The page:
It’s no secret that we travel less for business than in the past. With Skype, GoToMeeting and other technological advancements, many companies have stopped traveling if possible. This guest post from Logan Baker with Jet Charters in Knoxville, TN may change your mind.
Photo by Andy Rusch used under Creative Commons License.
Traveling for business the right way
Lately it seems like business travel is getting a bad rap. Depending on your business, travel expenditures can be one of the first things on the chopping block. It’s often easy to justify cutting out the cost of sending people all over the place, but the costs associated with that philosophy can be quite significant. Travel is a great way to invest in your business, but only when it’s handled correctly. Read on to find out how you can maximize the return on your business travel investment.
Travel with purpose
Think about your previous business travels. Why did you go? Who did you see? How much profit did the trip generate? The first two questions are probably pretty easy to answer, but that might not be the case with the third. The vast majority of business trips can and should generate revenue. You should approach business travel like any other revenue stream in your business plan. How much is it going to cost, and what kind of returns should you expect? More importantly, what does the historical data say about whether the trip is worth it in the first place? If you haven’t been analyzing your travel like everything else then now is the time to start. Every trip should include a purpose, a goal (revenue or otherwise), and proper tracking for the future. Put the analytical skills you’ve perfected to good use here!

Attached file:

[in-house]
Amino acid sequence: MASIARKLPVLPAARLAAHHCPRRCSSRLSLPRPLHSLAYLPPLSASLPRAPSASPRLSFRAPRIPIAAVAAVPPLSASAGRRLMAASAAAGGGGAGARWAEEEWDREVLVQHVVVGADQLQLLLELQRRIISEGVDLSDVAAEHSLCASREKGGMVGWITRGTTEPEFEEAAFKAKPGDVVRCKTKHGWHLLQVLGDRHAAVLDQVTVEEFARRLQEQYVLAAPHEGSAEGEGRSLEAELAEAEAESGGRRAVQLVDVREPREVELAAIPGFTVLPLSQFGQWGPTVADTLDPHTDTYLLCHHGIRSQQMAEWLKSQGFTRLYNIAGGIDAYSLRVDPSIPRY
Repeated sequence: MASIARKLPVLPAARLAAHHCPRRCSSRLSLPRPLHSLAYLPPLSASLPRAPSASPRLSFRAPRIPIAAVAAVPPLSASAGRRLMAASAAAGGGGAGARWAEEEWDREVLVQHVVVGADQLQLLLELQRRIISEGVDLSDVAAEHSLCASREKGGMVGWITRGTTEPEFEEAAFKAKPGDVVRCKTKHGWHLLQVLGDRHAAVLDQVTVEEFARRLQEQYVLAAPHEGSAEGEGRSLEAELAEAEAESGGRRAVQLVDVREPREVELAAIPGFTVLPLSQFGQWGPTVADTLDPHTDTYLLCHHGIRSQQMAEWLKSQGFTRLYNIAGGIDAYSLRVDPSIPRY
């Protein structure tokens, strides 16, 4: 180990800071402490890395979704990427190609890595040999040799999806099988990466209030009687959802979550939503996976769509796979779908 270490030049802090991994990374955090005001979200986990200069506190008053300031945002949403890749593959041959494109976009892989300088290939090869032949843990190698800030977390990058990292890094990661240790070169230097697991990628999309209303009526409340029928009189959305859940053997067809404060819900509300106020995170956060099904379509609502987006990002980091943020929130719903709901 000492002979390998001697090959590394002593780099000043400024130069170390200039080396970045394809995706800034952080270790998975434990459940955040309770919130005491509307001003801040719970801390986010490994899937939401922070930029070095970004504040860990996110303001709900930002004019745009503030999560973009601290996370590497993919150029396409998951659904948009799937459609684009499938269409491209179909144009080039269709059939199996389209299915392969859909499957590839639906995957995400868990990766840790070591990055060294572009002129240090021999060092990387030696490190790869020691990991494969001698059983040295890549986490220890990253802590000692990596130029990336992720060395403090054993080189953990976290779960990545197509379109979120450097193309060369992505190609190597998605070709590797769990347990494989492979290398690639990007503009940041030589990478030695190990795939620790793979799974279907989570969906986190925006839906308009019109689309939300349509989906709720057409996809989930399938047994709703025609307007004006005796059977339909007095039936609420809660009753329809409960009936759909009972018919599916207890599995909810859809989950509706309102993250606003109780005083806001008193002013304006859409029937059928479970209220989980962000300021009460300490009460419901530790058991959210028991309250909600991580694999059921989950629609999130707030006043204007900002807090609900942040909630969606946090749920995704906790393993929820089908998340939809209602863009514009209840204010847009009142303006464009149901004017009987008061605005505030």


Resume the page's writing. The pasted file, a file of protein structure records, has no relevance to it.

Travel with efficiency
You can almost never go wrong with efficiency. Making efficiency a part of your company culture will increase your returns in nearly every sector. Business travel is no different, but it often requires some creative thinking to get the job done. Many business trips are for a specific purpose. Sometimes you might be making a trip to see your best customer and reassure them that you’re doing a great job, and other times you’ll be traveling for lead generation. Whatever your primary goal, it’s likely you’re going to have some down time you can put to good use. If you’re there for your customer, don’t be afraid to go out and land some leads when you can. You could spend the extra time sightseeing, but that’s what you do on vacation. Business trips should be — not surprisingly — all business.
Efficiency also refers to your travel time. You can probably find cheap flights if …